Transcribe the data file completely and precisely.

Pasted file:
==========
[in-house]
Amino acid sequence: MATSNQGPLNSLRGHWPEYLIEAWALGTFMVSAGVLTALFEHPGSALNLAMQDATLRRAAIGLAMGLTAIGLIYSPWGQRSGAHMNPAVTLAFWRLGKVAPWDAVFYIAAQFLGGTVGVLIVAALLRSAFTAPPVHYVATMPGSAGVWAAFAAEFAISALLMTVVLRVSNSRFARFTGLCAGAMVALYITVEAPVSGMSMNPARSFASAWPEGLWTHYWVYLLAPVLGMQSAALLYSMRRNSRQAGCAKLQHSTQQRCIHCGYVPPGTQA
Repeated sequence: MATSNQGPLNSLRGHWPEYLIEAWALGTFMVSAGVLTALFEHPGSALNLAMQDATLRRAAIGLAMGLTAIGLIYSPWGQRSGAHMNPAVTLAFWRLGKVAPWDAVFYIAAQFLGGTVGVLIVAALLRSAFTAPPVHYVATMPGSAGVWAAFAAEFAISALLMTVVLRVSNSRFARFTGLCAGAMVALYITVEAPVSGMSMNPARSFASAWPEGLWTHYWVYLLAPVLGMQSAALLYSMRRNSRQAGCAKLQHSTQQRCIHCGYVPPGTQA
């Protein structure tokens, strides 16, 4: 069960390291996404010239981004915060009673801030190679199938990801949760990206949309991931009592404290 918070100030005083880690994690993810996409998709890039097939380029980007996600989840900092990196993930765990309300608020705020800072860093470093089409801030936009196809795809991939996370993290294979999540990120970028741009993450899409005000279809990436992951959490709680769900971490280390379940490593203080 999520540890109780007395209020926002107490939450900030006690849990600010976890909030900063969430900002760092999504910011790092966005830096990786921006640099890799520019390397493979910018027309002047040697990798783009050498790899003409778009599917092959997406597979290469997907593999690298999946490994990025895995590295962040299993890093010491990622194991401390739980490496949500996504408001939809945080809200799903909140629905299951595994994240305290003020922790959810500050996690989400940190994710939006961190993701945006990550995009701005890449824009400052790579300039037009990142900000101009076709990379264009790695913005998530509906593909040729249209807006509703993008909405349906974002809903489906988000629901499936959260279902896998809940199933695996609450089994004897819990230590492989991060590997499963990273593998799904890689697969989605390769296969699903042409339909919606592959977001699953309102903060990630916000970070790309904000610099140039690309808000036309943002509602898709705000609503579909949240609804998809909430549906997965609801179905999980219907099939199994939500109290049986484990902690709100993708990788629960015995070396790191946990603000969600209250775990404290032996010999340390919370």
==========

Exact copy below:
[in-house]
Amino acid sequence: MATSNQGPLNSLRGHWPEYLIEAWALGTFMVSAGVLTALFEHPGSALNLAMQDATLRRAAIGLAMGLTAIGLIYSPWGQRSGAHMNPAVTLAFWRLGKVAPWDAVFYIAAQFLGGTVGVLIVAALLRSAFTAPPVHYVATMPGSAGVWAAFAAEFAISALLMTVVLRVSNSRFARFTGLCAGAMVALYITVEAPVSGMSMNPARSFASAWPEGLWTHYWVYLLAPVLGMQSAALLYSMRRNSRQAGCAKLQHSTQQRCIHCGYVPPGTQA
Repeated sequence: MATSNQGPLNSLRGHWPEYLIEAWALGTFMVSAGVLTALFEHPGSALNLAMQDATLRRAAIGLAMGLTAIGLIYSPWGQRSGAHMNPAVTLAFWRLGKVAPWDAVFYIAAQFLGGTVGVLIVAALLRSAFTAPPVHYVATMPGSAGVWAAFAAEFAISALLMTVVLRVSNSRFARFTGLCAGAMVALYITVEAPVSGMSMNPARSFASAWPEGLWTHYWVYLLAPVLGMQSAALLYSMRRNSRQAGCAKLQHSTQQRCIHCGYVPPGTQA
């Protein structure tokens, strides 16, 4: 069960390291996404010239981004915060009673801030190679199938990801949760990206949309991931009592404290 918070100030005083880690994690993810996409998709890039097939380029980007996600989840900092990196993930765990309300608020705020800072860093470093089409801030936009196809795809991939996370993290294979999540990120970028741009993450899409005000279809990436992951959490709680769900971490280390379940490593203080 999520540890109780007395209020926002107490939450900030006690849990600010976890909030900063969430900002760092999504910011790092966005830096990786921006640099890799520019390397493979910018027309002047040697990798783009050498790899003409778009599917092959997406597979290469997907593999690298999946490994990025895995590295962040299993890093010491990622194991401390739980490496949500996504408001939809945080809200799903909140629905299951595994994240305290003020922790959810500050996690989400940190994710939006961190993701945006990550995009701005890449824009400052790579300039037009990142900000101009076709990379264009790695913005998530509906593909040729249209807006509703993008909405349906974002809903489906988000629901499936959260279902896998809940199933695996609450089994004897819990230590492989991060590997499963990273593998799904890689697969989605390769296969699903042409339909919606592959977001699953309102903060990630916000970070790309904000610099140039690309808000036309943002509602898709705000609503579909949240609804998809909430549906997965609801179905999980219907099939199994939500109290049986484990902690709100993708990788629960015995070396790191946990603000969600209250775990404290032996010999340390919370």